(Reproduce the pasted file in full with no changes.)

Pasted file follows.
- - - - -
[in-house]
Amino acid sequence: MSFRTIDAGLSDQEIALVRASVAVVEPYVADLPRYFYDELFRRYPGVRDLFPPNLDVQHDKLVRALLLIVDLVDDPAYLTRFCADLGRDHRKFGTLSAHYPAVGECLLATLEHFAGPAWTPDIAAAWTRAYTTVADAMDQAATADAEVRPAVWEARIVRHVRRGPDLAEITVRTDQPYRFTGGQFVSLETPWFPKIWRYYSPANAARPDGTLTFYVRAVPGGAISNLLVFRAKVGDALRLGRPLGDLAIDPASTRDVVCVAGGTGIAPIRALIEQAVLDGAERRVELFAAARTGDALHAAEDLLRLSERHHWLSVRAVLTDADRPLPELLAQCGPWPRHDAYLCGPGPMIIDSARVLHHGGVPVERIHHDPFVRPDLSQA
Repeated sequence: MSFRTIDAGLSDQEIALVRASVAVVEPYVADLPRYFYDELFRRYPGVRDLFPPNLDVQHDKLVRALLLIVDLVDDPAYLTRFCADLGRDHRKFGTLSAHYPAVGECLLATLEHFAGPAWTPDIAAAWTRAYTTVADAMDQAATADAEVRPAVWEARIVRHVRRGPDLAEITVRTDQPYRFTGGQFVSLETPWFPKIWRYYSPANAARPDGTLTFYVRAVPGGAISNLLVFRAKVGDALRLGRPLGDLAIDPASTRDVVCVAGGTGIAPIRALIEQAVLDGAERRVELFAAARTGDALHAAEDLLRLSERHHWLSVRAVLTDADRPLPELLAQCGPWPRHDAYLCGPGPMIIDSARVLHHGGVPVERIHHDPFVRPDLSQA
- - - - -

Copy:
[in-house]
Amino acid sequence: MSFRTIDAGLSDQEIALVRASVAVVEPYVADLPRYFYDELFRRYPGVRDLFPPNLDVQHDKLVRALLLIVDLVDDPAYLTRFCADLGRDHRKFGTLSAHYPAVGECLLATLEHFAGPAWTPDIAAAWTRAYTTVADAMDQAATADAEVRPAVWEARIVRHVRRGPDLAEITVRTDQPYRFTGGQFVSLETPWFPKIWRYYSPANAARPDGTLTFYVRAVPGGAISNLLVFRAKVGDALRLGRPLGDLAIDPASTRDVVCVAGGTGIAPIRALIEQAVLDGAERRVELFAAARTGDALHAAEDLLRLSERHHWLSVRAVLTDADRPLPELLAQCGPWPRHDAYLCGPGPMIIDSARVLHHGGVPVERIHHDPFVRPDLSQA
Repeated sequence: MSFRTIDAGLSDQEIALVRASVAVVEPYVADLPRYFYDELFRRYPGVRDLFPPNLDVQHDKLVRALLLIVDLVDDPAYLTRFCADLGRDHRKFGTLSAHYPAVGECLLATLEHFAGPAWTPDIAAAWTRAYTTVADAMDQAATADAEVRPAVWEARIVRHVRRGPDLAEITVRTDQPYRFTGGQFVSLETPWFPKIWRYYSPANAARPDGTLTFYVRAVPGGAISNLLVFRAKVGDALRLGRPLGDLAIDPASTRDVVCVAGGTGIAPIRALIEQAVLDGAERRVELFAAARTGDALHAAEDLLRLSERHHWLSVRAVLTDADRPLPELLAQCGPWPRHDAYLCGPGPMIIDSARVLHHGGVPVERIHHDPFVRPDLSQA